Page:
When I open the box and brush away some of the white packing peanuts, I see the words with writing desk & quill pen! I pull out the clear package and can see a six inch high woman dressed in a regency white and green dress, complete with curly brown hair under a cap, Pride and Prejudice in left hand, quill in right. At the top, in large white letters on a black background: Jane Austen Action Figure: “For what do we live, but to make sport for our neighbours, and laugh at them in our turn?”
I flip over the box, and on the back of the package are some interesting facts about my new action figure. For example, her Weapon of Choice: Character Study. There are these quotes:
I do not want people to be agreeable, as it saves me the trouble of liking
People always live forever when there is an annuity to be paid
them. (Sense and Sensibility)
There are people who the more you do for them, the less they will do for themselves. (Emma)
If there is anything disagreeable going on, men are always sure to get out of it.
The packaging tells me, in case I don’t know it, Jane Austen was an enduring and much loved English author who wrote novels which reflect universal and timeless truths about humanity. It also tells me there are small parts not suitable for children under 36 months.
In fact Jane has figured tangentially in my work. There is, for example, this paragraph: Frizzy asks if Jane Austen is ok. I say she is, as far as I know. It’s a touchy subject. Jane is Frizzy’s dog, the one she got after Emily Dickinson passed on. Frizzy says when she was in high school she didn’t like Emily’s poetry much, so when she got her first dog she named her Emily. In that way Frizzy hoped she’d some to appreciate Emily’s poetry in a better fashion. I figure Jane got her name in the same way. Later, Frizzy calls and says she has to move because the family she’s living with is allergic to Jane Austen.
But that’s another story.
There’s a small card buried in the original box that was on my front porch. It says:
With Love for Beth’s Front Porch. And won’t the green outfit
go well with the orange carpet? Love you, Dan.
(For those of you following my blog, you may recall that the orange carpet is in my magic carpet-ride writing space.) So whoever would send me such a thing, eh?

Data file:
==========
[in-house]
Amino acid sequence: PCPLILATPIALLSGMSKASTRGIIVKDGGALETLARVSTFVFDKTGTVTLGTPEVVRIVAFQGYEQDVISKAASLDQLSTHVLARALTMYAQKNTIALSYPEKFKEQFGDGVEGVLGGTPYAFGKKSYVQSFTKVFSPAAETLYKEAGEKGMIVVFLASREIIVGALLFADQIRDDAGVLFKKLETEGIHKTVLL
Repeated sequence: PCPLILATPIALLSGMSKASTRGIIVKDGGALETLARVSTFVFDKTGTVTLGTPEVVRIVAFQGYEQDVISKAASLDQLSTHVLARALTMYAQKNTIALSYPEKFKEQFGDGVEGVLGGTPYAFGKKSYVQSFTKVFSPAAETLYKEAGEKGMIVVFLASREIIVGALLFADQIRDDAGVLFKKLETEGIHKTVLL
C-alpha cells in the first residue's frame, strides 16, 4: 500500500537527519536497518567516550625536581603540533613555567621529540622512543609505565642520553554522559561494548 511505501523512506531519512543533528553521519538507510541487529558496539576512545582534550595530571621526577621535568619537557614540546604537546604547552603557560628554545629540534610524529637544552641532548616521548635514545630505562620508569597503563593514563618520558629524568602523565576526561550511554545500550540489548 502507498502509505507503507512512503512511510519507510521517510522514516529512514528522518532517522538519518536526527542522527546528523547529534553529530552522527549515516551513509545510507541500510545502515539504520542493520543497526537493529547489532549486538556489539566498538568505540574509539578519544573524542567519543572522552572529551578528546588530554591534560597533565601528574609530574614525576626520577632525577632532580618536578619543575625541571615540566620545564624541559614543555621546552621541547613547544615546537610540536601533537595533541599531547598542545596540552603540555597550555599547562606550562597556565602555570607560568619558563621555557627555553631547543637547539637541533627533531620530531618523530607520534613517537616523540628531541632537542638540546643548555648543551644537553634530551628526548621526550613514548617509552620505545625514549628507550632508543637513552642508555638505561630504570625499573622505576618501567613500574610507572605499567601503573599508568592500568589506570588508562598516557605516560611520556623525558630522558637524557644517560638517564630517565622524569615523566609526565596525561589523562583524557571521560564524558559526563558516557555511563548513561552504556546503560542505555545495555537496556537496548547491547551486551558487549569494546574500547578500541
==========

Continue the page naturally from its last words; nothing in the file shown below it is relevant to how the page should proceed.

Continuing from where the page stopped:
This is from the guy who went to Parris Island with me to see his nephew--my son-- graduate from the USMC boot camp. (If you’re reading Beth’s Front Porch, you know about this, and Jarhead, and you deserve to graduate from boot camp, too, for sticking with me.) It’s early in the morning, and he and I are in the stands, and the ceremony is taking place on the parade ground, and the unpredicted rain begins. It’s relentless, torrential. Most of us are unprepared: no hat, no umbrella, no jacket. But I have mascara. Evidently it is not waterproof. It burns when it gets in the eyes. It leaves football player like smudges on the skin. So Dan turns to me and with a compassionate look, pulls out a handkerchief—a real handkerchief—and gives it to me. But it’s the look that gets me. He looks compassionately at a woman whose mascara is running and whose son has become a jarhead. She needs that moment. She remembers what it feels like.
Well, that’s just a little aside. For me it’s the best moment in the trip.
Oh, and he’s the same person who when I'm a senior in high school gives me a poster of a woman on a beach, which at the top, in script, says
I long for what might be.
This is my brother. As a child, I used to imagine I was adopted. Maybe, after all, I am not. Maybe, after all, my tribe is my tribe.
I want to thank my Jane Austen Action Figure for serving as a catalyst for this epiphany. This is much more than the Teenage Mutant Ninja Turtles ever accomplished. At my house, anyway. And, although I don't much like talking to someone through a blog entry...thanks in all ways, Dan. Love, Beth